tures that are selected by humans in the domestication process of annual crops (e.g.
Brassica, maize, chilli peppers: Capsicum spp., potato: Solanum tuberosum L.) and
trees (e.g. cacao: Theobroma cacao L., apple: Malus domestica Borkh.) are often
4 Application of Molecular Markers in Spatial Analysis to Optimize ... 71
accompanied by decreases in genetic variation in the wider genome. This apparent
paradox has fascinated students of domestication for many years, and it may be due
to bottlenecks induced by human transport of germplasm and/or phenotypic selec-
tion events. With human selection, the range of variation at traits of interest becomes
wider, but elsewhere bottlenecks are introduced (e.g. de Haan et al. 2009a).
Different types of characterization thus provide us different information and in-
sights. Different characterization approaches may be used simultaneously to target
areas for in situ conservation because each method reveals different features about
populations. While some approaches may specifically reveal the results of recent
gene flows, other methods may shed light on ancient evolutionary processes that re-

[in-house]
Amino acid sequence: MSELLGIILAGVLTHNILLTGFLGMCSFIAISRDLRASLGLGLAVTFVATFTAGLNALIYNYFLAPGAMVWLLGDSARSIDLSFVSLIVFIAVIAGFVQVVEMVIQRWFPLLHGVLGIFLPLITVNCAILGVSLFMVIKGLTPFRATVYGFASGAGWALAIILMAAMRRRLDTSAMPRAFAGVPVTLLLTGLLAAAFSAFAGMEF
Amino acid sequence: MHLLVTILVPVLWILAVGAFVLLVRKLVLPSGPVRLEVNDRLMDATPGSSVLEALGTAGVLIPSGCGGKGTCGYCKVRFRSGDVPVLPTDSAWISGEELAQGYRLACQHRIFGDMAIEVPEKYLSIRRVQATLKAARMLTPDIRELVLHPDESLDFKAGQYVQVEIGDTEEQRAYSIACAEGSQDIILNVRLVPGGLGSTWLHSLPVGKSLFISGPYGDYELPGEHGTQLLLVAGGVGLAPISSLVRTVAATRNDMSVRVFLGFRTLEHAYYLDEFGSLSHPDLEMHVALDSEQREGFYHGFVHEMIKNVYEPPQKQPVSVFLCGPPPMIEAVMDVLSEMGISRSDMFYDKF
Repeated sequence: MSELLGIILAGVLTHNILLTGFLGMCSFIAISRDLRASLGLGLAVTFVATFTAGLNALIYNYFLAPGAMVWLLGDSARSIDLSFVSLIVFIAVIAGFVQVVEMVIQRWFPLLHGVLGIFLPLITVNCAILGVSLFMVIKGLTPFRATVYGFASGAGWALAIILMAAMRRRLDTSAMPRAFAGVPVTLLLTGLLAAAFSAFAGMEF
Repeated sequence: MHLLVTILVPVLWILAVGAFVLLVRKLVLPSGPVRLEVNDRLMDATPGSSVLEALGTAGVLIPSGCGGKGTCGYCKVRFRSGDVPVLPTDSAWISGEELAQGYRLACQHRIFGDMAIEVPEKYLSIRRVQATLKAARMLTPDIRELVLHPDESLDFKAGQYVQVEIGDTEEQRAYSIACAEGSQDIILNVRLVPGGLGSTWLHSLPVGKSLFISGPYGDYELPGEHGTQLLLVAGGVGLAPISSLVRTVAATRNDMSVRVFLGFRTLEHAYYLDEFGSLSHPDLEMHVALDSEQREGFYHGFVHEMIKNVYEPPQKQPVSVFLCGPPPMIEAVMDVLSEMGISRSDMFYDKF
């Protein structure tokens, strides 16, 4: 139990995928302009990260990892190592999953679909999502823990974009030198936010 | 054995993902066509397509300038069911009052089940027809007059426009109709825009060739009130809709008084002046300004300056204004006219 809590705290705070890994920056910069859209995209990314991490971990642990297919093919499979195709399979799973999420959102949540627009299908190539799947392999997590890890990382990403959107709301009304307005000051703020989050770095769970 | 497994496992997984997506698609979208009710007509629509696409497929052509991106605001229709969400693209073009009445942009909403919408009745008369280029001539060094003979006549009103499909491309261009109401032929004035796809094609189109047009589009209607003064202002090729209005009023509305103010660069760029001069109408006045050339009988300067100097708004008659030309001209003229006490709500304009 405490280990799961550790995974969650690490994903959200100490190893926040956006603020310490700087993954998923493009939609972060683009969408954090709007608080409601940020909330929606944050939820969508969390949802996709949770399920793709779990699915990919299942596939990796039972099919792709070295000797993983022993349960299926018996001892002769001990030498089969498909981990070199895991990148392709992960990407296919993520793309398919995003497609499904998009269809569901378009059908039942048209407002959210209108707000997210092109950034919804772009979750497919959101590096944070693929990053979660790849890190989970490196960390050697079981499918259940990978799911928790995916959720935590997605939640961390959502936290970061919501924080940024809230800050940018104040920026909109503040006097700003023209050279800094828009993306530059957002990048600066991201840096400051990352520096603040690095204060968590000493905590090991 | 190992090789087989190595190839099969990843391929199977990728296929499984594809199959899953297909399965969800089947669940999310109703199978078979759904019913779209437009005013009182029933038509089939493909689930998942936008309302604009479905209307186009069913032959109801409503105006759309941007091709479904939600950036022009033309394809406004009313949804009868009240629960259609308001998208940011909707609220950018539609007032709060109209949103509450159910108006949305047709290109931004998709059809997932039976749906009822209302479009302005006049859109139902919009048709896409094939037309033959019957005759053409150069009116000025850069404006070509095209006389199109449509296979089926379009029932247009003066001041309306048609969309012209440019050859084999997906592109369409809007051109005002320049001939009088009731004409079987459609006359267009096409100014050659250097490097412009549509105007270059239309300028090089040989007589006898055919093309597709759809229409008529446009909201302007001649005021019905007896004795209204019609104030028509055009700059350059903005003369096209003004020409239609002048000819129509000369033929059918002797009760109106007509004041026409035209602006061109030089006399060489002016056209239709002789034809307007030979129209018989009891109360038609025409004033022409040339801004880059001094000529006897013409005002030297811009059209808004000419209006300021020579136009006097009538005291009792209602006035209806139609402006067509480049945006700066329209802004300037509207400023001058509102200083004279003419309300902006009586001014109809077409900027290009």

late to climatic fluctuations over tens or hundreds of thousands of years (Newton et al.
1999). Increasingly, molecular markers are being identified that are linked to genes
associated with adaptive traits, which bridges the gap to function. Allelic shifts at loci
linked to adaptive traits under selection pressure can be evaluated against changes at
neutral reference loci to distinguish ‘real’ adaptive genetic changes from migration
and drift, and to separate plastic from genetic responses (Hansen et al. 2012). We
return to this topic later.
The use of molecular tools to target areas for in situ conservation has a number
of practical advantages compared with morphological characterization. First, it is
relatively easy to collect the samples needed for molecular analysis in the field and
to transport them to the laboratory for testing (easier, e.g. to sample leaves than
collect seeds that may be recalcitrant or difficult to germinate). Second, samples can
be analysed in a laboratory in another country.Assuming the necessary permissions
to exchange material have been obtained. This is particularly usefull when exam-
ining species’ diversity patterns across extensive distribution ranges covering many
countries to ensure consistency in analytical methods. Third, markers are neutral
to environmental ‘noise’ that is always present when contrasting the morphological
traits of plants grown in different locations. This can lead to plants that look different
from each other even when they are genetically very similar. An alternative is to char-